Critiques, and growth, can be hard!

I was reminded recently how painful critiques can be!  I was talking with one of our agency artists about the ‘stuck’ feeling she’d been having recently. She was doing JUST the right thing and asking us and other industry professionals for portfolio critiques to help her see more clearly where she WAS now, and how she might get where she WANTS to be.  One does lose perspective and clarity on ones own work. We’re often too close! She has paying work, and a style we obviously enjoy….but she’d like to move more into the illusive ‘trade picture book look.’ There are no easy answers or directions for that non-distinct destination! It’s very individual, and to be honest, only the ARTIST can find the way there.  But then it’s ‘The Industry’ that decides if the artist has ‘made it.’ Remember, it is a moving target...always changing…thankfully.  If it’s not YOUR year, maybe the next will be.

It is possible however to critique and give some thoughtful pointers….things we’ve noticed, directions the market seems to be moving, suggestions about possible changes IF that’s what the artist truly wishes.  I started by sharing with her a couple of stories from other of our now successful trade agency artists. (family is always fair game!)   Many of their stories were and are a zig zag of fortuitous happenings!  NOT a straight line to success. Even those who SEEM to have lucked out with an initial HIT to the top, often then have to regroup and rethink.  That can be harder …having known easier success! It’s the nature of the always changing business! She seemed to enjoy these stories…made the struggle more real, even though the stories weren’t hers.  She believe she took something from each.

After we finished our hour chat, she mentioned that this critique had been painless and helpful.  I DO hope so of course, but I asked her why particularly. (always looking to improve!)  She told me that my critique, as well as the other two she’d recently had, were NOT ‘painful  or discouraging.’  This interested me as I would think ALL critique givers would strive to be encouraging and productive! But I too have had one or two of the ‘painful’ types.  You feel stripped, naked, bruised and left unsure of the will and justification to go on!  The opposite of what most critique givers would want for you.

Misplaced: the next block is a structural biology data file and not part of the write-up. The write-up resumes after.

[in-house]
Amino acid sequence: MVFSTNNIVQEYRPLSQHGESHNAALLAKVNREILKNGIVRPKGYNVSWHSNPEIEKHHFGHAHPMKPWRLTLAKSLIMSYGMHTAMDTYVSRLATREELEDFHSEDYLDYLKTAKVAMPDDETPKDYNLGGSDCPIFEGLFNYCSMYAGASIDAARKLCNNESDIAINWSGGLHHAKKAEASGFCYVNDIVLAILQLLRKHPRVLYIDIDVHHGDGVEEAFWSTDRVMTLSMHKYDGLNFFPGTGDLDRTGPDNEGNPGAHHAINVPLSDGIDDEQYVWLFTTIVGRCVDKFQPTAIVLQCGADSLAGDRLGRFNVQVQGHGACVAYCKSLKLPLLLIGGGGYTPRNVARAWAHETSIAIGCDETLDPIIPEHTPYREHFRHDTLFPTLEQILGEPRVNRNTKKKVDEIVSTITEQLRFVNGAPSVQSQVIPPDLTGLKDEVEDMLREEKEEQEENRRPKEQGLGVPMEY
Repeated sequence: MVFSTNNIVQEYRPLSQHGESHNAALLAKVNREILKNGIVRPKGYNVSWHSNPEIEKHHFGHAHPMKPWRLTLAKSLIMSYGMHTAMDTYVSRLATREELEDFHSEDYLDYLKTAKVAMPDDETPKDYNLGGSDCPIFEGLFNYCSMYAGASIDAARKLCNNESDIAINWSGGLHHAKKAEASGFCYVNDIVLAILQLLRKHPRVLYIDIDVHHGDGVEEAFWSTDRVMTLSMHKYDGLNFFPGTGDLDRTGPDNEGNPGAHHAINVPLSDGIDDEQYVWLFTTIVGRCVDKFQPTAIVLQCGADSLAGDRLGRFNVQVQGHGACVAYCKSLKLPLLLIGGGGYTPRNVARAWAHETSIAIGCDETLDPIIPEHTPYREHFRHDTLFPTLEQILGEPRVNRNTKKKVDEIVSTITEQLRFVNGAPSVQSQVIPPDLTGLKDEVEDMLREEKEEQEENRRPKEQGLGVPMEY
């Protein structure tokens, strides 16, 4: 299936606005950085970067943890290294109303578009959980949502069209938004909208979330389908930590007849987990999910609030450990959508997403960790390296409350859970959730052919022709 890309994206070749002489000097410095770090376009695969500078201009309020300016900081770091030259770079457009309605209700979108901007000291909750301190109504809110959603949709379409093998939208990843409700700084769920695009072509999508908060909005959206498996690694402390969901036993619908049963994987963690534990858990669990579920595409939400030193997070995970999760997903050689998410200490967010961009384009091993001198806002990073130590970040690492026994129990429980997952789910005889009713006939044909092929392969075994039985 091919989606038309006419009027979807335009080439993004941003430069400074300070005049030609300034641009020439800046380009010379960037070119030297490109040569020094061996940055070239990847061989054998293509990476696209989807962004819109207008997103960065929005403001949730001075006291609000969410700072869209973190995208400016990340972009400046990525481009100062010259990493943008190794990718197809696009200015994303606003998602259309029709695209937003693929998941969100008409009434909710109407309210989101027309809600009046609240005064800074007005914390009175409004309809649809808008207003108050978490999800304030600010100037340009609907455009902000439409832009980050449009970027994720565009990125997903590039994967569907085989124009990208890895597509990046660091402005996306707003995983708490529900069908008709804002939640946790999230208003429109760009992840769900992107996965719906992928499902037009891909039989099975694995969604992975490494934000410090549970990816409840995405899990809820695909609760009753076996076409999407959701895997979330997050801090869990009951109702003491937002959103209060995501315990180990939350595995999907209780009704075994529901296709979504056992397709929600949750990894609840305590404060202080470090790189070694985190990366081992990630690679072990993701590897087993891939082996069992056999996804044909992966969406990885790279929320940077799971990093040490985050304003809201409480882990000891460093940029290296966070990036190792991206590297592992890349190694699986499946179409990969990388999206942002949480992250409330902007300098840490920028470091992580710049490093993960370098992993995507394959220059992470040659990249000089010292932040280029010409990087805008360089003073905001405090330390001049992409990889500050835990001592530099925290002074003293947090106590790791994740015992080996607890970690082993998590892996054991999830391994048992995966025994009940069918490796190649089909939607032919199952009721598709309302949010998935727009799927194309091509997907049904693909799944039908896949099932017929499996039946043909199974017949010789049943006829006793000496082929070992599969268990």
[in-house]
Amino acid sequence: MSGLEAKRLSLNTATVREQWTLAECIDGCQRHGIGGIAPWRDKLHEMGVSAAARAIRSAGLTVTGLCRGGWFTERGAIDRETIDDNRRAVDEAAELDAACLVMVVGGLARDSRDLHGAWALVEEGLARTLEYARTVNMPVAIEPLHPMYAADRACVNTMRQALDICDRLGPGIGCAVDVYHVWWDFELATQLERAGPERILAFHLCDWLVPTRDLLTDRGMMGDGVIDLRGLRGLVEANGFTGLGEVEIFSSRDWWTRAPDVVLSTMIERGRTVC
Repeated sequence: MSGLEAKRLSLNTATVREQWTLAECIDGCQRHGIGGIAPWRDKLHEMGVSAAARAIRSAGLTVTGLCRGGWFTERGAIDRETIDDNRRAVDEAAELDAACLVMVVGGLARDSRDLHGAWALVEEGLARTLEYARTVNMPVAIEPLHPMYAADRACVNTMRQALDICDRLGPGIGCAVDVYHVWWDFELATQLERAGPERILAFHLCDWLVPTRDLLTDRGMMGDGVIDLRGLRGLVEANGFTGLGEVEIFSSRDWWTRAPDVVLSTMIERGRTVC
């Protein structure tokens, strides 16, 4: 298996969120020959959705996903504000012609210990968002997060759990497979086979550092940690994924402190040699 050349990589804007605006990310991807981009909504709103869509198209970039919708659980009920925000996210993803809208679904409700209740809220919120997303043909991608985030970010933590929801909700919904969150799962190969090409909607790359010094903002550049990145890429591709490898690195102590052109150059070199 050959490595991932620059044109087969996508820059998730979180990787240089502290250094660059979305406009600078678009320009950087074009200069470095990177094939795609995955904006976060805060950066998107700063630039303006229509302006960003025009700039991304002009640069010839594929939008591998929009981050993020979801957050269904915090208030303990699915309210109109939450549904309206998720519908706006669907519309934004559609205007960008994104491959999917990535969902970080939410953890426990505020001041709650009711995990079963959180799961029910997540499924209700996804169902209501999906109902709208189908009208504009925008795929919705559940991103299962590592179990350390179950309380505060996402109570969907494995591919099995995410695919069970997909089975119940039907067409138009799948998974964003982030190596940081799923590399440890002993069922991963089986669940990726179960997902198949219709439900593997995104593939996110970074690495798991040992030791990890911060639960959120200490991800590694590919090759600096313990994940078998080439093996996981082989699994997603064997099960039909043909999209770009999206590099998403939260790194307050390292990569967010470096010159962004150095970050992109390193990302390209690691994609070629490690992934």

I think the generalizing of ‘the struggle’ by sharing others specific stories helped her see that it IS a shared journey, not a lonely personal struggle.  Each story is unique and ongoing, but we all follow similar overall paths – growing, learning, discovering, re-learning, experiencing, pushing ourselves, re-learning. Studying trends and other artists we admire (and feel might be of interest in TODAY’S selling market!) is all good for us. Don’t mimic to own, but DO borrow to play! We want to be true to ourselves and our styles at the same time that we stretch. Stir it up with new materials, approaches, colors, methods, but one generally can’t quite help being ‘YOURSELF’.  Thank heavens! That uniqueness is the spice and fun in all art forms, but in children’s book illustration particularly perhaps.  We bring something NO ONE ELSE can bring ultimately.  The sense of PLAY and FUN and experimentation should always be part of our illustrations because they are for CHILDREN, and the ‘child-like’.  This is their life! Play and learning and experimentation as they try to figure out the world around them.

Critiques then can always help an artist SEE freshly.  I truly do not feel they should be painful….though seeing oneself more clearly can often be hard work! I too  have seen portfolios where my first inclination might be to suggest another field altogether!  But the recipient should NEVER feel like they have been ‘slapped in the face’.  They are laying themselves bare, and we CAN help them redirect if need be in a positive, productive manner.  If you are given a ‘slap in the face’… well, I’d suggest standing up and walking away….as fast as possible!  Run! and then take a deep breath and begin ‘playing’ again!! (A slap in the face generally says more about the critic than the critiqued!) 

As I have said so many many times in my 25+ years, (thanks to an art director many years ago) – Three things are essential: Good Drawing, Good Color (and that might be no color!), and Good Composition! These are the basis for any successful outcome. The solid ground for your castle building! Even in abstract work! It ‘works’ or it doesn’t.  Then the artist builds on top of these basics and creates something new!  HAPPY CREATING!!

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Critiques, and growth, can be hard!